I have been working every Sunday since September, with a group of teen acting students, on a play close to my heart: Thornton Wilder’s Our Town.
The play is one of the most oft-produced in North American Theatre, and features some pretty big themes: Life, Love and Death. Not exactly a light-hearted farcical romp, this quietly moving play has demanded a great deal of commitment and maturity from our students – and I am proud to say – they have risen to the challenge.
They “gave the show” to their audience, for the first time this past Thursday, and I want to do something special for their performance tonight, now that first night jitters are out of the way.
Unfortunately, chocolate is one of the very worst things for an actor’s voice. I remember, as a young actor, giving a small box of chocolates to a lovely veteran actress for an opening night gift, and her thanking me for the sweet thought, but she informed me that she would hold off until after the show as, “they cause phlegm on the throat, dear – just so you know”.
Although, I must confess to scarfing a few choccies down before the odd performance myself, we are trying to teach our students “best practices”, so I held off on giving them anything that would impede their diction and clarity before their first night.
But I just can’t resist, now that we are open.
There is a famous scene, in the middle of the play, involving two young characters, making a major life decision over a couple of strawberry ice cream sodas. Although everything is done in mime in Our Town, I still find myself craving one of these old fashioned soda fountain treats, every time they do the scene – a testament to their acting.
And now that it actually smells like spring outside (for me, that means the season really has arrived), I long for fresh strawberries and ice cream. Realistically, those are quite a few months off, so instead, I go to my big freezer, and pull out a bag of the red beauties, frozen-at-their-peak last year, dust off my trusty table-top ice-cream maker, and pull down my well-thumbed copy of David Lebovitz’ The Perfect Scoop.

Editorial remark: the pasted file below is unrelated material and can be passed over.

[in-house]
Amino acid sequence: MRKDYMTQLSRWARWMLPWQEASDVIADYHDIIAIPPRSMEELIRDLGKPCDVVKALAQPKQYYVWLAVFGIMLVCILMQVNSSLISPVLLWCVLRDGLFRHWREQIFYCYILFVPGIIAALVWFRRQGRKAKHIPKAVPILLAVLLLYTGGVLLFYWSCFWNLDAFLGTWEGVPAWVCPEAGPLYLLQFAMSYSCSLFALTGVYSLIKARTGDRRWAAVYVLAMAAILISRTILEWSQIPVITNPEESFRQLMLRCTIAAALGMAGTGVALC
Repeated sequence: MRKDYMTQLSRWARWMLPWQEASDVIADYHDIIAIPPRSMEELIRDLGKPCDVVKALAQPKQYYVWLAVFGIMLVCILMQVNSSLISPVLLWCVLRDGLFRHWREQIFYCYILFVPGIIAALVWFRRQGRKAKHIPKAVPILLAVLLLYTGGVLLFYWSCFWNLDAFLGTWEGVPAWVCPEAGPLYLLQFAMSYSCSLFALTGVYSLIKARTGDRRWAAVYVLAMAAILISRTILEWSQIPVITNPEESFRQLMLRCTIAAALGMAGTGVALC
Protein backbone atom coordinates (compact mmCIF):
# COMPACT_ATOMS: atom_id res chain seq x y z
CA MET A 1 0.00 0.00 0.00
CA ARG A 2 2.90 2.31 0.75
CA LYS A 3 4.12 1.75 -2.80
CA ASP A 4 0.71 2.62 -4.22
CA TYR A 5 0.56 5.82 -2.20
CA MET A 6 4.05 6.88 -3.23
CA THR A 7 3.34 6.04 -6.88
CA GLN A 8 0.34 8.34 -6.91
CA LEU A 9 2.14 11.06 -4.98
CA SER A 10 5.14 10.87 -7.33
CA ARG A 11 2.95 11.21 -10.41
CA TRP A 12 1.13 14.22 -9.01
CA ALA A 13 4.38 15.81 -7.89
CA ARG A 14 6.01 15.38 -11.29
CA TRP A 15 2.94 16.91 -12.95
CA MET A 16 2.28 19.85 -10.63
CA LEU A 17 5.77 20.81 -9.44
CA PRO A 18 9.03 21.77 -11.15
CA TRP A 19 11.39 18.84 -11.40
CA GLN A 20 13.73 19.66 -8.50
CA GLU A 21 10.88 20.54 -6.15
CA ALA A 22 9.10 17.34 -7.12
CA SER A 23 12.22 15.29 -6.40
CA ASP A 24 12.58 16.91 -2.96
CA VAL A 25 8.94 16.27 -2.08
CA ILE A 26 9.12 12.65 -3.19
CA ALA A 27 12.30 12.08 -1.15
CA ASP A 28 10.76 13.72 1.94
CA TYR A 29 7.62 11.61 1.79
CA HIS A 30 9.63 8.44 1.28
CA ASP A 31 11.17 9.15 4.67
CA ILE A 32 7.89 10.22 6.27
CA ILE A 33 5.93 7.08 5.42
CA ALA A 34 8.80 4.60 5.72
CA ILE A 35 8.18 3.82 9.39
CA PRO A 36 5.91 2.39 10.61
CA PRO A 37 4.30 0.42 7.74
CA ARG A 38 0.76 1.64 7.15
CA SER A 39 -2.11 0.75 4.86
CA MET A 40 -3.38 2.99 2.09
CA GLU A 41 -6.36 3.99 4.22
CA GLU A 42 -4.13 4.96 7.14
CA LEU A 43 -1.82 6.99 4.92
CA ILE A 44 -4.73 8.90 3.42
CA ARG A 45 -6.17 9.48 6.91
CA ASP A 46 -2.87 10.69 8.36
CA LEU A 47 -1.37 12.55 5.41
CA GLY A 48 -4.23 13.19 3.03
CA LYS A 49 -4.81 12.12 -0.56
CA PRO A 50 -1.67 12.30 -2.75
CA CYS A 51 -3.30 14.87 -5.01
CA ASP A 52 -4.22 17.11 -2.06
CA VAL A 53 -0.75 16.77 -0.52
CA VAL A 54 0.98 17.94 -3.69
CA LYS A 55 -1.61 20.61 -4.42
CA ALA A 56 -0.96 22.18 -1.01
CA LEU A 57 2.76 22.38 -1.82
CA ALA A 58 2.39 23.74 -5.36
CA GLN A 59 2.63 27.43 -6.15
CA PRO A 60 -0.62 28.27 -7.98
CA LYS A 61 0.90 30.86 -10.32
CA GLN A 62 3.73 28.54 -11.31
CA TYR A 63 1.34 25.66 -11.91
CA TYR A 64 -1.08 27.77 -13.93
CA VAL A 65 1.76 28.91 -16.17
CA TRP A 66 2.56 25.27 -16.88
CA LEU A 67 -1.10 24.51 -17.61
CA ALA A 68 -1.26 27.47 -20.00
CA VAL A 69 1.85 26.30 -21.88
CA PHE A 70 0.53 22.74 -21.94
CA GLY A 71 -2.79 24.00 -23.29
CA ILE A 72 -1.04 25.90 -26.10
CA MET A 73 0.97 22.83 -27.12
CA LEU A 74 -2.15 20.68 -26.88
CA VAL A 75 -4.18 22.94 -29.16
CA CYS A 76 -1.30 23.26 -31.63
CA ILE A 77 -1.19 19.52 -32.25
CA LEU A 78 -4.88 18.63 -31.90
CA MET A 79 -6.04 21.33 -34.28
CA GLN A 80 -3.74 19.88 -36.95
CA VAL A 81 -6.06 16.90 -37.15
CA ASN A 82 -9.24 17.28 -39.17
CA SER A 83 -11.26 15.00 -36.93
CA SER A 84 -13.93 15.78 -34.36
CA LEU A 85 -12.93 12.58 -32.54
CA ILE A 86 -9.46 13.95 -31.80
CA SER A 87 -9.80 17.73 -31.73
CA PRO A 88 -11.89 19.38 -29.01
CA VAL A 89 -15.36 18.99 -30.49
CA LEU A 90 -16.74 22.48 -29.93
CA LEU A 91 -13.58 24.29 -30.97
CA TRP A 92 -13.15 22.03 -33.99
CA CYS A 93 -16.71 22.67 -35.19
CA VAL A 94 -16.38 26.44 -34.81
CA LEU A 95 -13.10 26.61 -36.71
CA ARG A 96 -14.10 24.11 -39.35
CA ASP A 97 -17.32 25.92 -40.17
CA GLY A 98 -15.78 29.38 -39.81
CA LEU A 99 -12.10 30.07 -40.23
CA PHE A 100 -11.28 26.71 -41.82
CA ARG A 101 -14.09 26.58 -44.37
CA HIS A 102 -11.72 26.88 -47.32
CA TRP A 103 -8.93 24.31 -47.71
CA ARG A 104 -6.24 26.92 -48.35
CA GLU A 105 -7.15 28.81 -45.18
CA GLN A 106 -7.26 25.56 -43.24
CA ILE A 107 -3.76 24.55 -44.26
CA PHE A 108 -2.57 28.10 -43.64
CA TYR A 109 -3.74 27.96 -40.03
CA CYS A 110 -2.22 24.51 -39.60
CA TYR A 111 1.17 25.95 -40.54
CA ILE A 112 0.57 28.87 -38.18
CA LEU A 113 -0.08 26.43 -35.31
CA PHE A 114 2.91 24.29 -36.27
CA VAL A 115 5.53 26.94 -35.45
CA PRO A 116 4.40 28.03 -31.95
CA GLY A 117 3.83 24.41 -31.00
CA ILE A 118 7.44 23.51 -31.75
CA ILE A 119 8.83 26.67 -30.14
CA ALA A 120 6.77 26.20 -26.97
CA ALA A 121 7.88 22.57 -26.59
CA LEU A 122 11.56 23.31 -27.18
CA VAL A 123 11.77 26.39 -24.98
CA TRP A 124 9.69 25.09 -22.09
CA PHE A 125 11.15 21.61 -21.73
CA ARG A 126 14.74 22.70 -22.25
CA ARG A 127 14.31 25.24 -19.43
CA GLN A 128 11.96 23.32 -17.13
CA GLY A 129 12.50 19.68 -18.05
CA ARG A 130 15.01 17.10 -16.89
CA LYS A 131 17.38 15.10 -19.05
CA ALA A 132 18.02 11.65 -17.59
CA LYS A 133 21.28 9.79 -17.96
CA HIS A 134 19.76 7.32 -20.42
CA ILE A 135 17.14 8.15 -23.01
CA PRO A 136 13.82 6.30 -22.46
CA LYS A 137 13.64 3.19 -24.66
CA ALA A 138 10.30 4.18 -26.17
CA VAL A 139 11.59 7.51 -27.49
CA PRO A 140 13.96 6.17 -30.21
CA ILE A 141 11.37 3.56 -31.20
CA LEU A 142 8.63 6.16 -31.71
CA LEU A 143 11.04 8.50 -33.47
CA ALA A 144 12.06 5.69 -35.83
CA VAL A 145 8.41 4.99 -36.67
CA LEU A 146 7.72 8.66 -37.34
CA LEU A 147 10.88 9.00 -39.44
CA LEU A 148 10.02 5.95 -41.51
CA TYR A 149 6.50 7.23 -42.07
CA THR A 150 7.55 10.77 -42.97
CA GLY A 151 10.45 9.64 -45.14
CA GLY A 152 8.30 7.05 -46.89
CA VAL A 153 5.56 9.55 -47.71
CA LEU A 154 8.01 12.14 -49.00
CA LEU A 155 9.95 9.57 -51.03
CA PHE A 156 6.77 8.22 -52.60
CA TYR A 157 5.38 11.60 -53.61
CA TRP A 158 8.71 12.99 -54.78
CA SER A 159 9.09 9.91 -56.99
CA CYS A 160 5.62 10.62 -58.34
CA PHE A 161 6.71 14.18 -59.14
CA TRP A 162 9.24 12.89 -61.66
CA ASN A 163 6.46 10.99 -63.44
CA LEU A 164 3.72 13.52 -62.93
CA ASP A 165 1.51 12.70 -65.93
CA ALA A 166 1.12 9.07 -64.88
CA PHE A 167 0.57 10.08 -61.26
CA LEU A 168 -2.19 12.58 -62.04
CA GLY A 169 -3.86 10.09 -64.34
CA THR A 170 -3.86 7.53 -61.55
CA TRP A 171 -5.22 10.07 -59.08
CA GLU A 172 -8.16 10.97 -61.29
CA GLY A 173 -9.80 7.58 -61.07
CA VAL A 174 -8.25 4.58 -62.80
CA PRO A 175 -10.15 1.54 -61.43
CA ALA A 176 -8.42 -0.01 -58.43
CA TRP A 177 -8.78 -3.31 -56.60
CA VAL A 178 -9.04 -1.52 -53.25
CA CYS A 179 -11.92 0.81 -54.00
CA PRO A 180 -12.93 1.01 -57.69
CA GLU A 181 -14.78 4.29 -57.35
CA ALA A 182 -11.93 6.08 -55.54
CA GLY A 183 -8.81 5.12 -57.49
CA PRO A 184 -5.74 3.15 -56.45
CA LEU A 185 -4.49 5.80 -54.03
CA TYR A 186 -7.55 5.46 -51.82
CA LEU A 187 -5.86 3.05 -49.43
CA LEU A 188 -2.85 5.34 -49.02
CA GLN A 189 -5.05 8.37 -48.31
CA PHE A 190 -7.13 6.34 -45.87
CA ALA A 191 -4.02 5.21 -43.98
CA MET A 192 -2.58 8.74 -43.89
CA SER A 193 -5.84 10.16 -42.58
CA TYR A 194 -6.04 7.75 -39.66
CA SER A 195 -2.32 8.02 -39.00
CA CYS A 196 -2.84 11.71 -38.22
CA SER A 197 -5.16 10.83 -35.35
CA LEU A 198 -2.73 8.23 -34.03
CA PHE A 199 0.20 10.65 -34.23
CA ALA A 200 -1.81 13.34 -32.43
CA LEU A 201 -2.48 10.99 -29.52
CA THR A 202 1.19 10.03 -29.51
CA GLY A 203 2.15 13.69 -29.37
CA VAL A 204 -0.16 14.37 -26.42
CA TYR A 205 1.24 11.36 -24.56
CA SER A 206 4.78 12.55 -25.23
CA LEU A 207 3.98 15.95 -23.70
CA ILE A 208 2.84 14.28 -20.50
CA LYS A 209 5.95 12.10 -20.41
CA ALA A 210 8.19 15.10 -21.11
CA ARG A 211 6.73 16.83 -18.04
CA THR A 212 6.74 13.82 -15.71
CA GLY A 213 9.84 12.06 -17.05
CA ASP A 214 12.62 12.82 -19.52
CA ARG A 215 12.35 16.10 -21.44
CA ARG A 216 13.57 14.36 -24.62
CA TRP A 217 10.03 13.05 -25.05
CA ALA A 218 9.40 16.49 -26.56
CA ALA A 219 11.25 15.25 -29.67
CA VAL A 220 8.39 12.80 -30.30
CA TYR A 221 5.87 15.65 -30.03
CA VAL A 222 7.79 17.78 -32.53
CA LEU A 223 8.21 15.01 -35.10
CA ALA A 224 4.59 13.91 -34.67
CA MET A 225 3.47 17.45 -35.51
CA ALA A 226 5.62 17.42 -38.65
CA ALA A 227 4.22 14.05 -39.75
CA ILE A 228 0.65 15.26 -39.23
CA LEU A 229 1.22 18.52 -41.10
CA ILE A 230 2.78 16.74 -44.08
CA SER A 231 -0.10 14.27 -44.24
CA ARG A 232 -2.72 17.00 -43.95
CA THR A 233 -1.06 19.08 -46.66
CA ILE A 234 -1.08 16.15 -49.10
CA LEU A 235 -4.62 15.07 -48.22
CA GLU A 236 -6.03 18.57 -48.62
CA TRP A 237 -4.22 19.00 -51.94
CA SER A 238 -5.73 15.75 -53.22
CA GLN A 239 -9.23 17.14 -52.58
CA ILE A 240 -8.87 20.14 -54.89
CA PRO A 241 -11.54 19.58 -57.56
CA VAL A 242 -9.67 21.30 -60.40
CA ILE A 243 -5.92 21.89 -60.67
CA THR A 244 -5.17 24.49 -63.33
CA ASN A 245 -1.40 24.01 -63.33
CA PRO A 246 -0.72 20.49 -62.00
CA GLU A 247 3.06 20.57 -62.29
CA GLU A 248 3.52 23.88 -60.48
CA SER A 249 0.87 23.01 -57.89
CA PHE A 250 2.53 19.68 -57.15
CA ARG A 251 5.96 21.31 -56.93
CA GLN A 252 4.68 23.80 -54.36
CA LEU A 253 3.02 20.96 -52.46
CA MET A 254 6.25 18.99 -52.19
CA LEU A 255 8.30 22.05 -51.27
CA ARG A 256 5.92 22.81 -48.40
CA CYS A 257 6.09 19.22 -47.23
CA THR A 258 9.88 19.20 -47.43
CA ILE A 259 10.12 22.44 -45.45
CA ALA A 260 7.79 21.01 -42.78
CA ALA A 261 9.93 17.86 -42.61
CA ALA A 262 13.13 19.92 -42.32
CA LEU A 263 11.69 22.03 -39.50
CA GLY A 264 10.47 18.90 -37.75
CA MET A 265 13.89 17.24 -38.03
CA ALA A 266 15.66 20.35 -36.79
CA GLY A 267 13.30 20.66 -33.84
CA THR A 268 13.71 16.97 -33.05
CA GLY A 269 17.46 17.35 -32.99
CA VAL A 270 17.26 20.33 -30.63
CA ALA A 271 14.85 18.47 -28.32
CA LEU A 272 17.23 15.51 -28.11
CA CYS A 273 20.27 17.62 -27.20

Although I am looking for ice cream, he has a lovely recipe for strawberry frozen yogurt, which is perfect, and he has kindly repeated here.
It churns up gorgeous, bright pink and smells heavenly. This will not do though, on its own for my actors, as they have to run around after the show, putting away costumes, striking the set and setting up for the show which alternates with us. It is not the glamorous business people think it is – there is a lot of heavy lifting – and they are really good sports!
So. I need to make this treat portable, rather than the soda glass form. Ice cream sandwiches prove to be the solution. I bake up a batch of some of my favorite chocolate butter cookies.
Rolled quite thin into 3 inch rounds, they prove to be a great carrier for the frozen yogurt, and I sandwich them, and wrap them in waxed paper for an old-fashioned look.
Hmm. The ice-cream sandwiches are sitting in the freezer, firming up. I know the actors will appreciate these, but to my mind, I am still not satisfied, as I think about the themes of the play. I need to cap these off, or “put the button on the scene”, with something else.
I pull out my favorite poly-carbonate mold and stare at it. Strawberry hearts. Absolutely right.
And now I am humming. I dash about the kitchen chopping up white chocolate, and pounding freeze dried organic strawberries, which I have picked out of a box of granola. It crosses my mind that I should really find a good source of freeze-dried strawberries, so I don’t have to cannibalize my favorite breakfast cereal, but that is for another day.
Once I have the chocolate’s temperature raised to 45 degrees Celcius, and have added in my seed chocolate, I sprinkle in the powdered berries, as I stir to bring the chocolate into temper. I try very hard not to get any excess air bubbles into the mixture, after my molding mishaps of last week, and soon the cooling chocolate turns a rosy hue. It is beautiful.
But it is taking a very long time to cool! My partner comes in to tell me the barbecued chicken will be ready in five minutes, and I dash around, setting the table, between stirs. The chocolate still needs to cool about nine degrees, according to my super accurate thermometer, and we laughingly decide to proceed with dinner, the cooling chocolate at my side.
As dinner is usually a pretty talkative affair at our house, and I tend to get caught up in voicing my opinion about the subject under review, when our son comes in to join us, I tell him I am multi-tasking, and both of he and my partner take it on to prompt me gently throughout dinner to give the chocolate a stir and take its temperature.
I am able to have a nice dinner, intelligent conversation with my family, a smart glass of wine, and temper chocolate all at the same time. My goodness, I must be more relaxed than when I started!
When the chocolate hits its cooling mark, I give it a gentle shot in the microwave oven, to raise the temperature back up to 31 degrees Celcius, then pour the pink-hued, strawberry scented and flavoured white chocolate into the mold.
The evenings are still cool, and I can hear the chocolate mold cracking slightly, as I head off to bed.
The next morning, I flip them over, give them a hearty bang, and out pop 24 beautiful hearts, plus extra “strawberry boats”.
And I have to say – they taste just like old fashioned strawberry ice cream.
Here is a picture of one, adorning the top of an ice cream sandwich. And I guess that about sums it all up: the love in our hearts and to take the time to slow down, look around and experience the sweetness of the small things in life.